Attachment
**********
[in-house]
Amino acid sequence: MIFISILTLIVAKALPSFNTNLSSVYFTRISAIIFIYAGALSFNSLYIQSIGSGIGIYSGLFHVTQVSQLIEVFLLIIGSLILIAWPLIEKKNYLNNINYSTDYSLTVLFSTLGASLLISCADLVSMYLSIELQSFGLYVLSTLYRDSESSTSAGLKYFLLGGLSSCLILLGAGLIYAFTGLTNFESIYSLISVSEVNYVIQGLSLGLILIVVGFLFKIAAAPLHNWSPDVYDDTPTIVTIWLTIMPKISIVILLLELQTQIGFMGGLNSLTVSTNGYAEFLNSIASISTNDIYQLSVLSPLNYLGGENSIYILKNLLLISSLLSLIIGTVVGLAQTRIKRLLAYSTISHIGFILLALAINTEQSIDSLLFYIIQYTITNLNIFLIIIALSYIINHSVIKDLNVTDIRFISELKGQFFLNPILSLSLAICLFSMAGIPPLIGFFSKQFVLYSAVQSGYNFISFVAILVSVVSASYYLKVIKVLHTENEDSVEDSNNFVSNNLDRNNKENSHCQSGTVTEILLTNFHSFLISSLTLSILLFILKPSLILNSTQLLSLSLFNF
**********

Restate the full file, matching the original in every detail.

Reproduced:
[in-house]
Amino acid sequence: MIFISILTLIVAKALPSFNTNLSSVYFTRISAIIFIYAGALSFNSLYIQSIGSGIGIYSGLFHVTQVSQLIEVFLLIIGSLILIAWPLIEKKNYLNNINYSTDYSLTVLFSTLGASLLISCADLVSMYLSIELQSFGLYVLSTLYRDSESSTSAGLKYFLLGGLSSCLILLGAGLIYAFTGLTNFESIYSLISVSEVNYVIQGLSLGLILIVVGFLFKIAAAPLHNWSPDVYDDTPTIVTIWLTIMPKISIVILLLELQTQIGFMGGLNSLTVSTNGYAEFLNSIASISTNDIYQLSVLSPLNYLGGENSIYILKNLLLISSLLSLIIGTVVGLAQTRIKRLLAYSTISHIGFILLALAINTEQSIDSLLFYIIQYTITNLNIFLIIIALSYIINHSVIKDLNVTDIRFISELKGQFFLNPILSLSLAICLFSMAGIPPLIGFFSKQFVLYSAVQSGYNFISFVAILVSVVSASYYLKVIKVLHTENEDSVEDSNNFVSNNLDRNNKENSHCQSGTVTEILLTNFHSFLISSLTLSILLFILKPSLILNSTQLLSLSLFNF